Bodies as burdens

Crippling capitalism

Illustration by Gabrielle Funk

Society has labelled persons with disabilities and neurodivergent people as burdens for the past several centuries. Neurodivergent people are folks who lie outside what is typically understood as normal mental functions or experiences. This has created a culture wherein persons with disabilities are twice as likely to be victims of violent crimes, where 83 per cent of women with disabilities experience sexual violence, where the most commonly reported act of discrimination in Manitoba is disability and where ableism is still considered widely acceptable.

Capitalism is one of the main factors contributing to the unjust labelling of burdens on persons with disabilities, as capitalism creates a society where worth is determined exclusively based on capital and labour.

Capitalism manifests in the way society views bodies and minds. Bodies and/or minds that are able to produce at the highest capacity possible are deemed well and are largely celebrated by society.

This is seen in the glorification of exercise culture in the Western world, where bodies that are able to produce labour to the highest degree are seen as the most desirable. Contrarily, bodies that are not able to produce labour in the same capacity, be it through chronic illness, pain or different mobility abilities, are seen as the least desirable and stigmatized.

Capitalism is the force behind understanding disabilities as burdens. Canadian Immigration Law refers to persons with disabilities as being an “excessive demand” on society, because persons with disabilities may access social services and may not contribute to economic systems in the same way as neurotypical, temporarily able-bodied people.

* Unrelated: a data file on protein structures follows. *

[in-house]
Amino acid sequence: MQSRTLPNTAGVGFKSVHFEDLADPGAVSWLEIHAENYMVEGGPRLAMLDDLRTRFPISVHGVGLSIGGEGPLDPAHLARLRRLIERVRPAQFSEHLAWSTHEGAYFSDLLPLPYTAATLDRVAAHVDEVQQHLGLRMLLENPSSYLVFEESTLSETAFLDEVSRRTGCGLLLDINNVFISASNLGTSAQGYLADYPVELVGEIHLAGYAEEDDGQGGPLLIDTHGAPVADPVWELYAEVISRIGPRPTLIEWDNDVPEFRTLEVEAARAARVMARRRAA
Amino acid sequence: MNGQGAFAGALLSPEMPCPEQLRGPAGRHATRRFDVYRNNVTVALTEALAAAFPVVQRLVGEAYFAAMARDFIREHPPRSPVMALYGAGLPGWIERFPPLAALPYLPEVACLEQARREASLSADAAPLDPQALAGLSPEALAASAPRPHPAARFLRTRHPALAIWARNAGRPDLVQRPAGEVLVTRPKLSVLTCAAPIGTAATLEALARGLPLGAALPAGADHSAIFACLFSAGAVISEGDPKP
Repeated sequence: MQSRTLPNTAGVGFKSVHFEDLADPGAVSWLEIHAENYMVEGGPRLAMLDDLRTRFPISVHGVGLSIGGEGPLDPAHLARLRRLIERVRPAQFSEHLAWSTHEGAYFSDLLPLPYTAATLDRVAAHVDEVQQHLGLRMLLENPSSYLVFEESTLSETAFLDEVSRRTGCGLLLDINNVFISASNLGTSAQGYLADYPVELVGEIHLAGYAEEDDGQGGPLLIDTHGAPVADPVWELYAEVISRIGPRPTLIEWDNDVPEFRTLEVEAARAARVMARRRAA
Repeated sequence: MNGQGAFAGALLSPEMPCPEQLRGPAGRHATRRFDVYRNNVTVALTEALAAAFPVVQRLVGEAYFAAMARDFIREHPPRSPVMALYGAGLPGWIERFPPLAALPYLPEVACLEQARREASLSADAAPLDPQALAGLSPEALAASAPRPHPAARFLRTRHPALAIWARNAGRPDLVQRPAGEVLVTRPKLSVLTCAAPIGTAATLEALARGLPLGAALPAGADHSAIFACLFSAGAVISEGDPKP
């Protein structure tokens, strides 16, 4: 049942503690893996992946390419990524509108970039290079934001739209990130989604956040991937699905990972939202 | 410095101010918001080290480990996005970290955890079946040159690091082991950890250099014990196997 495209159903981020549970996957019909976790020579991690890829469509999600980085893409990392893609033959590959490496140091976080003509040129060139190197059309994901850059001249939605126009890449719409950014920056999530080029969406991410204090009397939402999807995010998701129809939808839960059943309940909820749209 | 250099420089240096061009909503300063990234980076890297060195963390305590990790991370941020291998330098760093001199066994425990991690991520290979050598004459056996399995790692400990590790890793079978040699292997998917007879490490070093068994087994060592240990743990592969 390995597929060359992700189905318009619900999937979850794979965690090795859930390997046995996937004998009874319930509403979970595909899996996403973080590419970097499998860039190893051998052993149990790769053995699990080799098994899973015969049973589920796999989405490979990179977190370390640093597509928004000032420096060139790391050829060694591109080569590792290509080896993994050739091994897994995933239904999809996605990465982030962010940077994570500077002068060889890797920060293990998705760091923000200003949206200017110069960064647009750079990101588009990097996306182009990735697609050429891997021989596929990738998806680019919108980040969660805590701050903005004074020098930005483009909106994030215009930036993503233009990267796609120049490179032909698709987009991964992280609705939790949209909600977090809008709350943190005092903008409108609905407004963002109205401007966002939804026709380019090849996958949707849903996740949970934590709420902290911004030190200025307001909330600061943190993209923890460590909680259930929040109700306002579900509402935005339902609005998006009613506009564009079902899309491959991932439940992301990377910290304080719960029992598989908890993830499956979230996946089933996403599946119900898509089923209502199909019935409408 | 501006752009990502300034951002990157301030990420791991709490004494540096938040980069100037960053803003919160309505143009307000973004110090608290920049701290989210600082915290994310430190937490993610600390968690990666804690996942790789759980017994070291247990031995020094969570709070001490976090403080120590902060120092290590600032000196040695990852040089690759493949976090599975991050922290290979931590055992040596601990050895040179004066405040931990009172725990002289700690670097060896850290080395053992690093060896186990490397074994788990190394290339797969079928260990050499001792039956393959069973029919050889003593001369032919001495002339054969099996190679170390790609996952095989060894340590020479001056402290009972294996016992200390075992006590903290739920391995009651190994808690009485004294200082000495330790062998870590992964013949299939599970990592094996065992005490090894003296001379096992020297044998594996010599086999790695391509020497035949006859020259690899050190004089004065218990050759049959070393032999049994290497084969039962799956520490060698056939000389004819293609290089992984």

Neurodivergence, madness or experiences of mental illness are demonized, considered burdens and medicalized. Medication is administered often not to help with wellness, but rather in order to ensure productivity. Therapy and all forms of treatment are not meant to encourage understanding of neurodivergence, but rather in order to increase productivity, and are catered towards re-entry into the workforce.

It is easier for people experiencing mental illness to access medication than to access therapy or group therapy. Self-care is no longer about collectivity, but is now centred around individualization and is a largely individualized process.

Self-care in its current form is rooted in capitalism, where individuals are expected to purchase nail polish, clothes and gym memberships and be alone to feel better. Self-care currently is only celebrated because the main intention is for individuals to be rested enough to return to a hyperproductive state.

The recent Accessibility for Manitobans Act encourages accessibility exclusively because companies can increase profit by making their businesses accessible to persons with disabilities.

While it is beneficial for spaces to become more accessible to more people, it is discouraging that this act has been put into place only after research was released that proved that it is financially beneficial to have accessible businesses. While this act is a good starting point, its failure lies in the fact that it prioritizes capital over human beings.

Accessibility is about more than the ability to purchase. Disability rights are more than the right to consume, and bodies are worth more than their ability to produce.

Megan Linton is the current VPEA for the UWSA. She is a mad activist, sometimes seen clutching a cane, other times, clutching a sprinkled doughnut. You probably owe her a doughnut for unpacking your deep-seated ableism.

Published in Volume 72, Number 21 of The Uniter (March 15, 2018)

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